As media giants totter, battered by the Internet and the economic crisis, saving the newspapers has become a hot topic. It is richly ironic that the Net, which has both greatly facilitated the work of journalists and expanded their readership, has also left many unemployed. There are concerns that the death of journalism as we know it will leave our culture ill-informed—blogs are good for opinion and fact-checking, but they are no substitute for original reporting—and endanger democracy by removing a vital part of its checks and balances.
The debate revolves around two key questions. One, does society truly need the professional media? Two, how can professional journalism survive in a new media environment?
On the first question, my answer is a resounding, though possibly self-serving "yes." While I am a fan of blogs, I believe they work best when the "mainstream media" and the blogs complement each other. Otherwise, the blogosphere is all too liable to disintegrate into shrill partisan screaming and irresponsible rumor-mongering.
The responsible media do have a vital role to play in a democracy. However, the mainstream media's defenders would do well to acknowledge some of their failings. A recent editorial in The New Republic laments that "press-bashing"—whether from right-wing media critics such as former CBS correspondent Bernard Goldberg, or leftists on the Huffington Post site who accuse the media of conformism—has created a "poisonous atmosphere," undermining the authority of the press.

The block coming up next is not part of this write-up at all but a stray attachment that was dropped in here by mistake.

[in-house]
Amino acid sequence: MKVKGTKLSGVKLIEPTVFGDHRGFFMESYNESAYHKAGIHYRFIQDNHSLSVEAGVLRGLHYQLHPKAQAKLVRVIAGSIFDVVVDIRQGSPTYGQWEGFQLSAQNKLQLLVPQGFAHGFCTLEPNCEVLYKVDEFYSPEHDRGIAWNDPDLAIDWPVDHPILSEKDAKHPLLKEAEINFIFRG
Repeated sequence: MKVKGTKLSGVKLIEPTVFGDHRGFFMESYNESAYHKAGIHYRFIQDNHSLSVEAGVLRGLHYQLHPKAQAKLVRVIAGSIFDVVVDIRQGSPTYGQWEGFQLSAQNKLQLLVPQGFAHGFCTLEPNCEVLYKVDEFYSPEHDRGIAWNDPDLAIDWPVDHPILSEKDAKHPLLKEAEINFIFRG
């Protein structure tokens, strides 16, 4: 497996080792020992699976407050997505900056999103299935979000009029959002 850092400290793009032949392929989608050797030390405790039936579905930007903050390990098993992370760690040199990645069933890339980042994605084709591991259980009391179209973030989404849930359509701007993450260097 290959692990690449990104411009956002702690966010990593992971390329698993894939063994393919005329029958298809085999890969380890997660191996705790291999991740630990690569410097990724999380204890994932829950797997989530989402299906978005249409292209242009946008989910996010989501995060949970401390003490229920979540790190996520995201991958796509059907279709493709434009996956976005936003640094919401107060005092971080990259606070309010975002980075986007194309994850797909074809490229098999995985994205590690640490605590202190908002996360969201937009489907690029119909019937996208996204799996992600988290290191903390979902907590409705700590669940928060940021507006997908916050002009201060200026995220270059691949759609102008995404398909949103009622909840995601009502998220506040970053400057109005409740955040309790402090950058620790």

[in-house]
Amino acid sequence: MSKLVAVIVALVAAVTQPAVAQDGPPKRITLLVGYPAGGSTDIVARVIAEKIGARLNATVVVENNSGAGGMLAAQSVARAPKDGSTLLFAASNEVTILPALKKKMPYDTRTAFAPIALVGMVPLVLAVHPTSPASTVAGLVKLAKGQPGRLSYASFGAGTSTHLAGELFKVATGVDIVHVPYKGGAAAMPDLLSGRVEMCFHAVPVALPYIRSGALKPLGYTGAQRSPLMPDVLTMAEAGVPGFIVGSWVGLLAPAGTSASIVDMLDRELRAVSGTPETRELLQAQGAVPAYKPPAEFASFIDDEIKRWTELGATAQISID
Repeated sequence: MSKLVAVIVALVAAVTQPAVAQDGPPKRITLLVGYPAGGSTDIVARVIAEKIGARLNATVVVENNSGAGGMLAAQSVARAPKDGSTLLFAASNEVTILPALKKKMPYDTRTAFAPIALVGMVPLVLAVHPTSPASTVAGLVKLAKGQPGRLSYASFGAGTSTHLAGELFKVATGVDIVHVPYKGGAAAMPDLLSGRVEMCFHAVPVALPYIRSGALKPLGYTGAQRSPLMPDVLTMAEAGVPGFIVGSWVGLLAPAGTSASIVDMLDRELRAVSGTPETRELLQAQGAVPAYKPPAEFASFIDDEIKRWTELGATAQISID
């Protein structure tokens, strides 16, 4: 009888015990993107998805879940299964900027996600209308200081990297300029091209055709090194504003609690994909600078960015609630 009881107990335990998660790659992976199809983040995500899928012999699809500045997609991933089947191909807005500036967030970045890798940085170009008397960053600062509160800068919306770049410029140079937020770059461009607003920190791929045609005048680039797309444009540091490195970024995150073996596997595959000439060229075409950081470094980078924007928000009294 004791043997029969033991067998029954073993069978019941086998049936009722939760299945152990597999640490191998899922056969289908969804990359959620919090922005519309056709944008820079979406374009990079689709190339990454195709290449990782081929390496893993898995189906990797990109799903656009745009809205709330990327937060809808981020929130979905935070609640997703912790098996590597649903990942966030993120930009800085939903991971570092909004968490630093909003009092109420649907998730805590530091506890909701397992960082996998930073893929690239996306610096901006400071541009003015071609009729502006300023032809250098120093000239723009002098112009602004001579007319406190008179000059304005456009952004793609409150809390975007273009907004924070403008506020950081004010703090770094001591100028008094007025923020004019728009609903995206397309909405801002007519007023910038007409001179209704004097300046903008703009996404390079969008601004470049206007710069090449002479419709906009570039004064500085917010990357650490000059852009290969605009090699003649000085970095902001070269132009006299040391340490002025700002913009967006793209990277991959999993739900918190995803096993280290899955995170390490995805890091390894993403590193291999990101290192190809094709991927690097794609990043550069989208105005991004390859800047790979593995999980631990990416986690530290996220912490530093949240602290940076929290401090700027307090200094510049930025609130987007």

But what if the critiques have merit? Goldberg's anti-media broadsides may be over the top, but his basic argument—that the liberal politics of most journalists influence media coverage, not because journalists don't strive to be objective but because their cultural milieu influences their perceptions of objectivity—has a great deal of truth to it. Few people doubt that Barack Obama got breaks from the press. And there are well-documented instances of media bias leading to sloppy reporting, with journalists all but recycling the press releases of advocacy groups on such issues as domestic violence, homelessness, or the perils of gun ownership. The press has been the target of unfair criticism, but it cannot be absolved of blame for the damage to its reputation.
That said, the media's present financial woes have little to do with its real or perceived lack of balance, and everything to do with the economics of publishing. News corporations have always subsidized serious reporting and commentary with revenues from other functions of the newspapers, such as classified advertising or sports news. Today, most of those functions have been diverted to other media, including the Internet.
Promising solutions include non-profit programs to support investigative reporting and news analysis. Just because we need professional journalism does not mean that it has to come only in the traditional package of the newspaper. Independent journalists, working as individuals or as teams, may thrive if they can have access to resources outside the conventional structure of a media organization.